Interview By Lisa Gmur, CSW
The first Landry’s restaurant, Landry’s Seafood Restaurant, opened its doors in Katy, Texas back in 1980. The second restaurant was Willie G’s Seafood & Steaks which opened up in nearby Houston, a year later. One of the two who partnered up for this was Tilman Fertitta. And it was definitely a good move. Fertitta quickly saw the potential for more restaurants and in 1986 gained controlling interests of the first two and the Landry’s Inc. brand was born.
After taking the company public back in 1993 with a valuation of $30 million, the company continued to grow exponentially and by 2011 it was worth $1.7 billion. In 2010, Fertitta purchased all outstanding shares of stock and gained sole control of the company again.
Not familiar with Landry’s restaurants? Here are a few names you might recognize; Morton’s, Mastro’s, Del Frisco’s, Chart House, Saltgrass, Bubba Gump, Houlihans, The Palm, Joe’s Crab Shack to name just some of the brands that are part of the portfolio.
Fertitta has remained the sole owner of Fertitta Entertainment which today includes Landry’s Restaurant Group, Golden Nugget Casinos and Resorts, Aquariums, Kemah Boardwalk (a 35-acre specialty project), the NBA’s Houston Rockets, etc. To say he is a fierce player in the industry could be called an understatement. There are more than 600 locations in 36 states and in over 15 countries. Landry’s is also one of the largest employers in the United States with more than 50,000 employees.
We talked with one of them.
Tylor Field started with Landry’s back in 1990. His title today is Vice President, Wine & Spirits. His first job was Assistant Manager at Morton’s in Boston. Let’s dig into his life a little, including how he got that first job, what it was like moving all over the world as part of a military family and yes, wine. We talked a lot about wine.
Ah. Where to start? How about your childhood. What was it like?
My dad was a Naval Officer which is why we moved a lot. My mom, a visual artist. Coming from a military family definitely had a big impact on my life. We were constantly moving and changing schools, which meant always making new friends. While that was a challenge, it gave me the ability to adapt to any situation and to communicate well with many diverse groups of people.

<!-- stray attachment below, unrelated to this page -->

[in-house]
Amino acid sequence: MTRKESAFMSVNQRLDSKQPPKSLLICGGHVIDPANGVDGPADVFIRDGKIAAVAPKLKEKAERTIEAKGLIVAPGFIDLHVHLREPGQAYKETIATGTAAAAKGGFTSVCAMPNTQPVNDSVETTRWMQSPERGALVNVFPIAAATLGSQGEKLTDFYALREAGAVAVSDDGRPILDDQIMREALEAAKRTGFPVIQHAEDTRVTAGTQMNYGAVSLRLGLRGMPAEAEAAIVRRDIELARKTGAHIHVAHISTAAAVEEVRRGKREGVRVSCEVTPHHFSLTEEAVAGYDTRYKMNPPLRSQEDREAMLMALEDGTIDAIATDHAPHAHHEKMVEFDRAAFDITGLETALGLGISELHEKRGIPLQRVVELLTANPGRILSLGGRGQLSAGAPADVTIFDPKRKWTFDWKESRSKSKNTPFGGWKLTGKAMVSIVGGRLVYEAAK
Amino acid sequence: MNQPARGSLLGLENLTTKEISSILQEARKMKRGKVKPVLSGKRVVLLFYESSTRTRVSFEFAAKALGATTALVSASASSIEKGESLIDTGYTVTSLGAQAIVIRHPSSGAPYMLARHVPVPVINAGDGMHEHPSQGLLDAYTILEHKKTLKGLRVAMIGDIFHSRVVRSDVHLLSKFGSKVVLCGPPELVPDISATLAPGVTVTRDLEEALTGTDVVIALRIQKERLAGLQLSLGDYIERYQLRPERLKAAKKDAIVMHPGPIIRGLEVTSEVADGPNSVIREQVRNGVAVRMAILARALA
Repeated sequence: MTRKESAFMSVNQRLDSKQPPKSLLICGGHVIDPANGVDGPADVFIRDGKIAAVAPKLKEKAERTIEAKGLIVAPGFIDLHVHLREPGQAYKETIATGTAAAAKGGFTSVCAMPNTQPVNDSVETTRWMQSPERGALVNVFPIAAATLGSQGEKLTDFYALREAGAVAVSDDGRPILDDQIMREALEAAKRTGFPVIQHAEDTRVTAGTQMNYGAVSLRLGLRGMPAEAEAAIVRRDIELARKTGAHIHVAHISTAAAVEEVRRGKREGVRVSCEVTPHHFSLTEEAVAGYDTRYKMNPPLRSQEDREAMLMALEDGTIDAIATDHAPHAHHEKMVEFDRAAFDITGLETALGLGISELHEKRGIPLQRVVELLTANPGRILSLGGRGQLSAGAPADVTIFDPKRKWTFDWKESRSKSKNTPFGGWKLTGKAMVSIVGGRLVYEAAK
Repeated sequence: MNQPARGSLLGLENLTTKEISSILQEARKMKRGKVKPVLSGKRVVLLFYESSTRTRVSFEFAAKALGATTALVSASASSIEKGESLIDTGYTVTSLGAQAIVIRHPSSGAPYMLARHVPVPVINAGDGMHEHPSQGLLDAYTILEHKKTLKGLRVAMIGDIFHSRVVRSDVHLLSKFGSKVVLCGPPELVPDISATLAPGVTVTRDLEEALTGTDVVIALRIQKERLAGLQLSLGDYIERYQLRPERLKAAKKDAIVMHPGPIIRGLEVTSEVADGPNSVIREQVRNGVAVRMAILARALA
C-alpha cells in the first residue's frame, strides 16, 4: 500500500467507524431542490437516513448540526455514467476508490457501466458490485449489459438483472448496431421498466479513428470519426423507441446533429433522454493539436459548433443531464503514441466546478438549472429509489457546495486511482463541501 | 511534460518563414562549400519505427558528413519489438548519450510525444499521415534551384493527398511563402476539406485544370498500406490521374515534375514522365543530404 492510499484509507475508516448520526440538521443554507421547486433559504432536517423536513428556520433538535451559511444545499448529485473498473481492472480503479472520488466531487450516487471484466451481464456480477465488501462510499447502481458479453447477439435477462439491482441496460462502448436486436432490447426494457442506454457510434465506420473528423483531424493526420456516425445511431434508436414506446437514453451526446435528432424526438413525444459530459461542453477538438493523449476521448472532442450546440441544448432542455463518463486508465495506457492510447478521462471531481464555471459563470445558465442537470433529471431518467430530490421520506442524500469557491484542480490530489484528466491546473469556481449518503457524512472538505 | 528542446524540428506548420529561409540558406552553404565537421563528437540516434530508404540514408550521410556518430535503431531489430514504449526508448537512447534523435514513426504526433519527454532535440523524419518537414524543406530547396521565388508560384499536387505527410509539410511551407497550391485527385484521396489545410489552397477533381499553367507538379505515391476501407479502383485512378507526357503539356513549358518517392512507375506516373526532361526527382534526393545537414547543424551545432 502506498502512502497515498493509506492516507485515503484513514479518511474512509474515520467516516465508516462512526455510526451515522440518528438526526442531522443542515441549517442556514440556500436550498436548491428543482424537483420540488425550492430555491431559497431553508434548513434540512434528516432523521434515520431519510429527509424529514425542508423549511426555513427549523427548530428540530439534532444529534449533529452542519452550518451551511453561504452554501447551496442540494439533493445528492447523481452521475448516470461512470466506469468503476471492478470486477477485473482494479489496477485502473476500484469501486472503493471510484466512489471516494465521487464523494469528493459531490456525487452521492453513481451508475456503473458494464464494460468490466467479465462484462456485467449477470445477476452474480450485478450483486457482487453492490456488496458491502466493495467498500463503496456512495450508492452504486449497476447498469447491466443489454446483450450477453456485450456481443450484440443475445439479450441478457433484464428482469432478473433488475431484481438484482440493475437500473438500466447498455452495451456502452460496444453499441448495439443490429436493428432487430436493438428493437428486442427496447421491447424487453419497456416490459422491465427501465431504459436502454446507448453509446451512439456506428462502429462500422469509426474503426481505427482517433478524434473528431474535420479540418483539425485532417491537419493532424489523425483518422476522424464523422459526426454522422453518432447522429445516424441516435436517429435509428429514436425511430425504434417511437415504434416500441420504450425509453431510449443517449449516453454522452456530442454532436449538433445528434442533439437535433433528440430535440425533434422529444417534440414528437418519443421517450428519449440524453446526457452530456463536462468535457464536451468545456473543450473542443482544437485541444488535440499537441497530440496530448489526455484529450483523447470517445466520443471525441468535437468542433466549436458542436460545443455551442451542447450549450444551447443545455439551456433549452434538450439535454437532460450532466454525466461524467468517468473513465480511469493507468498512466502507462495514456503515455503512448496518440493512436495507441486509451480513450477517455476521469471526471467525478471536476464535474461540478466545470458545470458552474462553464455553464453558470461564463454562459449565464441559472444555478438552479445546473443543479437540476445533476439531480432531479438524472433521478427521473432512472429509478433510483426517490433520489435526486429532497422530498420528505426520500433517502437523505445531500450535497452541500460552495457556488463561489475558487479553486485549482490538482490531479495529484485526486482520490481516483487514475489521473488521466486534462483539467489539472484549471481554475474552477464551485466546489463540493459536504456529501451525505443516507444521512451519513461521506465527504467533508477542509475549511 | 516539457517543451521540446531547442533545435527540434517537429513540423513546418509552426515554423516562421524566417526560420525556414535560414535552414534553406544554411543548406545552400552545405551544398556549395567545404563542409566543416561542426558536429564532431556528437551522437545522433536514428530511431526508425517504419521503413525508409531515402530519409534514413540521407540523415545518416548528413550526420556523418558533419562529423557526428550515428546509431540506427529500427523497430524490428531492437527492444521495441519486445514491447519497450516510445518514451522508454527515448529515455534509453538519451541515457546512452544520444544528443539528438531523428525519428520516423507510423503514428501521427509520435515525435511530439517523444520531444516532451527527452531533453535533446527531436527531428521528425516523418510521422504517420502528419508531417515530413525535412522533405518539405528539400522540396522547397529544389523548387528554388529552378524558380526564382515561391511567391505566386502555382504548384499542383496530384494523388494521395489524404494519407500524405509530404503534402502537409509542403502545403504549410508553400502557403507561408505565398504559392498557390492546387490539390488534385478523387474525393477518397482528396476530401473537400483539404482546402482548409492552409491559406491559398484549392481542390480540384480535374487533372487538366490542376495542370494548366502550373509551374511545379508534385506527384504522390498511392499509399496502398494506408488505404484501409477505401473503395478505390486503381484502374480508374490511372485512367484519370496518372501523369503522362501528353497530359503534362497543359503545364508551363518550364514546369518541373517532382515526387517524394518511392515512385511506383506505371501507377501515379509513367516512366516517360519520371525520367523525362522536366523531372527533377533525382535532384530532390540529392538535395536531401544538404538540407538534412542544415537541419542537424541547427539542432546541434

Too many to mention. I lived in Italy, Switzerland, Pennsylvania, Vermont, Florida, and Newport by the time I was 10. I still yearn for Italy the most. There is just a vibe there of not taking anything too seriously in life and to enjoy yourself.
The only wine to make me cry was a DRC La Tache, 1988 that I enjoyed in Aspen one year. It was transcending.
You can taste how every detail was shepherded from ground to final wine. You could taste the love in the bottle. It was so much better than any other wine I had ever experienced.
It is still my benchmark and I have not had that same experience ever again but looking forward to it.
I had my fair share of wine knowledge, (Tylor was Wine Captain at the very prestigious Lockeober restaurant in Boston and The Clarke Cooke House in Newport) and the assistant manager position oversaw the wine and spirits program.
My life? As I always tell my wife… if I croak tomorrow, please throw the biggest party. I have had an absolute blast. If you ever want to make God laugh, tell him your plans.
A life in wine has been very fulfilling and allowed me to experience many wonderful things. My only regret was not getting my MBA. I may go back to school and get it in my 60’s.
Sometimes you need to understand business when you are younger to be able make better choices. You will never be a multi-millionaire working for someone else. You need to be an entrepreneur.
All-time favorite place I have visited for work and leisure is South Africa. Cape Town is the most beautiful modern city surrounded by the most incredible countryside I have ever encountered in my life. My wife and I love to visit.
I’m pretty much a floozy as I fall in love with different wines all the time. To me, it’s about being able to taste the care that was taken in the final product.
All wines can be great, but it depends on so many small things being done correctly. America is the only place that we give guests choices of wines from around the world when they sit for dinner.
In Italy, the wines are from the town your restaurants are in. That’s it. They have been pairing each other for centuries and it is a can’t miss. This is true in most of the world except us.
I live in Cashiers, North Carolina with my wife, Tammy, our dog, Brady, and cat, Bella.
I’m still working, but I live in a small town away from the hustle and bustle of the world. If you have not been to Western North Carolina, it’s gorgeous.
It is a long drive to the airport, but I like the peace and quiet.
(Cashiers is 119 miles from Atlanta and 128 miles from Charlotte)
Of course; what are you eating and drinking?
The community there must love you. Outreach is such an important part of society. Such a good way to give back.
Do you have anything else you are doing or maybe dreaming of? Something you still haven’t had the chutzpah to do?
You’ve got me thinking about The Tender Bar now. I read the book a while back when it first came out and the film is on my Netflix list.
I can totally see you pouring drinks and handing out advice. What advice would you give your younger self?
I never thought I would live past 35. I have always been a “Go Big or Go Home” type of person. We tend to expire faster.
So, I guess my advice would be to live large and enjoy the ride.
We couldn't agree more! Thank you for joining us today Tylor.